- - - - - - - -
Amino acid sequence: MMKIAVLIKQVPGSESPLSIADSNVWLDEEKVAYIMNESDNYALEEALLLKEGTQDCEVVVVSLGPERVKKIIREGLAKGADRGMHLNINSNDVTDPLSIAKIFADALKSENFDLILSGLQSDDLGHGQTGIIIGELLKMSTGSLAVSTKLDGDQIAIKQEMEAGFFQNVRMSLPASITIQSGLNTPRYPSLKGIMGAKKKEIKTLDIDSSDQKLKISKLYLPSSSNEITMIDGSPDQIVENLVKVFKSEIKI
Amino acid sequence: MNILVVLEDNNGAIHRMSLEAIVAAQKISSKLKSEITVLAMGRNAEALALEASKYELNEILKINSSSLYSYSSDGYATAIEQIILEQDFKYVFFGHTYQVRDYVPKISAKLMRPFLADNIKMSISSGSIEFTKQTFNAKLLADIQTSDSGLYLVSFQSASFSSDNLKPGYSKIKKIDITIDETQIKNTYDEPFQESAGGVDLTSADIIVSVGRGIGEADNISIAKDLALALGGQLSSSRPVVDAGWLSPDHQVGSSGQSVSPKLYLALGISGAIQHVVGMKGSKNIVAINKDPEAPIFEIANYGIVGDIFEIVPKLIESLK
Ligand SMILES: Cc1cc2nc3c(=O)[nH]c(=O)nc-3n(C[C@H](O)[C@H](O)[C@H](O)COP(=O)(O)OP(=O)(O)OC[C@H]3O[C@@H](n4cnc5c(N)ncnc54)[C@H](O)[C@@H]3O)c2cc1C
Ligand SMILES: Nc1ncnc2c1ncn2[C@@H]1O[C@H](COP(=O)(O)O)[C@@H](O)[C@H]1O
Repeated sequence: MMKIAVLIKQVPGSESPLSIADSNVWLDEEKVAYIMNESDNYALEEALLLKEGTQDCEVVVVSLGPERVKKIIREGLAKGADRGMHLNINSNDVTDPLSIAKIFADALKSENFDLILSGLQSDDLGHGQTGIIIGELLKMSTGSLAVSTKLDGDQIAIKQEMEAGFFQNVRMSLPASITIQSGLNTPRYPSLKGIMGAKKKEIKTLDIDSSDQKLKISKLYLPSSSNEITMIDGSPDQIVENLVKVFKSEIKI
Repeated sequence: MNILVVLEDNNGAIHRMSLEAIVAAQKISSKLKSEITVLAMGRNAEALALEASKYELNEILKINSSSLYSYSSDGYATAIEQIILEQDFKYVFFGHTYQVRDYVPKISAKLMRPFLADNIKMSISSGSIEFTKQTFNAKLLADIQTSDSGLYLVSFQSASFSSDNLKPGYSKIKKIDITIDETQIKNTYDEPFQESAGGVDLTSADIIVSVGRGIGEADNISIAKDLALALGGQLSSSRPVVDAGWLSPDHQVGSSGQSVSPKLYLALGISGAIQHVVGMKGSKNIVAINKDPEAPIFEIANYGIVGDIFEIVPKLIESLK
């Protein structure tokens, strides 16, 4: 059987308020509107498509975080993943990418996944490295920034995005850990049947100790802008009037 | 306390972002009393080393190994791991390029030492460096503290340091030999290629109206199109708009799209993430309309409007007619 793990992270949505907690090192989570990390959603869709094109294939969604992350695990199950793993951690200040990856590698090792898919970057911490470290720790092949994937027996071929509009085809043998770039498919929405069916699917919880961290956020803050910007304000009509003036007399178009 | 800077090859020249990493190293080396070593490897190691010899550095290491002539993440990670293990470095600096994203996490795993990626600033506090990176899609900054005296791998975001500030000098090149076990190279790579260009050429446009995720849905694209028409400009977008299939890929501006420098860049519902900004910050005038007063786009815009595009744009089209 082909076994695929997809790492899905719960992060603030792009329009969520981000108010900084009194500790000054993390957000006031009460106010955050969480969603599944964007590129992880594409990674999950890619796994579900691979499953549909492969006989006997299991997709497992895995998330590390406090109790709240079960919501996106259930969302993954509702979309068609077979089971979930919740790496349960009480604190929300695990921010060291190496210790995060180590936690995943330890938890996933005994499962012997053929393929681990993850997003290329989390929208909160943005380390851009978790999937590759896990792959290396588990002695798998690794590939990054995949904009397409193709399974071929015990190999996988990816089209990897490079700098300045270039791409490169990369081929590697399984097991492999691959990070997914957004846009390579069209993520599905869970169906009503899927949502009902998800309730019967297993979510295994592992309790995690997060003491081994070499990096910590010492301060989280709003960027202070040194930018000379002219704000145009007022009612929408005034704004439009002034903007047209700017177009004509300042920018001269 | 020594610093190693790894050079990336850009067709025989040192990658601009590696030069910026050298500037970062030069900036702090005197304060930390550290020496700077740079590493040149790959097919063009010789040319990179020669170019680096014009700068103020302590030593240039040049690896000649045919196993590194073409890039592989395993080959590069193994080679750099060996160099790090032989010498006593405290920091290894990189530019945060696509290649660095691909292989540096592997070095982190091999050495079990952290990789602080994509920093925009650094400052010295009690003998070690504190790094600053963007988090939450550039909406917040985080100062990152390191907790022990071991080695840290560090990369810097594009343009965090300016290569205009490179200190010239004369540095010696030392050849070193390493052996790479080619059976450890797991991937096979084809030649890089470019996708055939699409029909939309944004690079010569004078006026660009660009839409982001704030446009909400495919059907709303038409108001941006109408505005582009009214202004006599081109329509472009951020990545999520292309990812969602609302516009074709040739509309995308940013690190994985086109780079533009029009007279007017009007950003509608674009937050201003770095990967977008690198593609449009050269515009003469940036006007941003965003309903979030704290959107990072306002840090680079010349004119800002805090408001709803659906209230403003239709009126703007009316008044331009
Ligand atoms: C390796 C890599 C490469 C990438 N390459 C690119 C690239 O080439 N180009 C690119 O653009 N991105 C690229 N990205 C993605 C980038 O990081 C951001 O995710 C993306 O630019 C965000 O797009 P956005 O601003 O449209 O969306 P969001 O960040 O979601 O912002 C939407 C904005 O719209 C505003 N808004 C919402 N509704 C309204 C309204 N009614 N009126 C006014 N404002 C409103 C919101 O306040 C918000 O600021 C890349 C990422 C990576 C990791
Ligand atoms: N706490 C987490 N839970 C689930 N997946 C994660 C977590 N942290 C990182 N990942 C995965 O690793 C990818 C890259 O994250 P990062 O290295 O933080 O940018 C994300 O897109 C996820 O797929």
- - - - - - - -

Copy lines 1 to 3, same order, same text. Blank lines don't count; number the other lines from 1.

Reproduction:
Amino acid sequence: MMKIAVLIKQVPGSESPLSIADSNVWLDEEKVAYIMNESDNYALEEALLLKEGTQDCEVVVVSLGPERVKKIIREGLAKGADRGMHLNINSNDVTDPLSIAKIFADALKSENFDLILSGLQSDDLGHGQTGIIIGELLKMSTGSLAVSTKLDGDQIAIKQEMEAGFFQNVRMSLPASITIQSGLNTPRYPSLKGIMGAKKKEIKTLDIDSSDQKLKISKLYLPSSSNEITMIDGSPDQIVENLVKVFKSEIKI
Amino acid sequence: MNILVVLEDNNGAIHRMSLEAIVAAQKISSKLKSEITVLAMGRNAEALALEASKYELNEILKINSSSLYSYSSDGYATAIEQIILEQDFKYVFFGHTYQVRDYVPKISAKLMRPFLADNIKMSISSGSIEFTKQTFNAKLLADIQTSDSGLYLVSFQSASFSSDNLKPGYSKIKKIDITIDETQIKNTYDEPFQESAGGVDLTSADIIVSVGRGIGEADNISIAKDLALALGGQLSSSRPVVDAGWLSPDHQVGSSGQSVSPKLYLALGISGAIQHVVGMKGSKNIVAINKDPEAPIFEIANYGIVGDIFEIVPKLIESLK
Ligand SMILES: Cc1cc2nc3c(=O)[nH]c(=O)nc-3n(C[C@H](O)[C@H](O)[C@H](O)COP(=O)(O)OP(=O)(O)OC[C@H]3O[C@@H](n4cnc5c(N)ncnc54)[C@H](O)[C@@H]3O)c2cc1C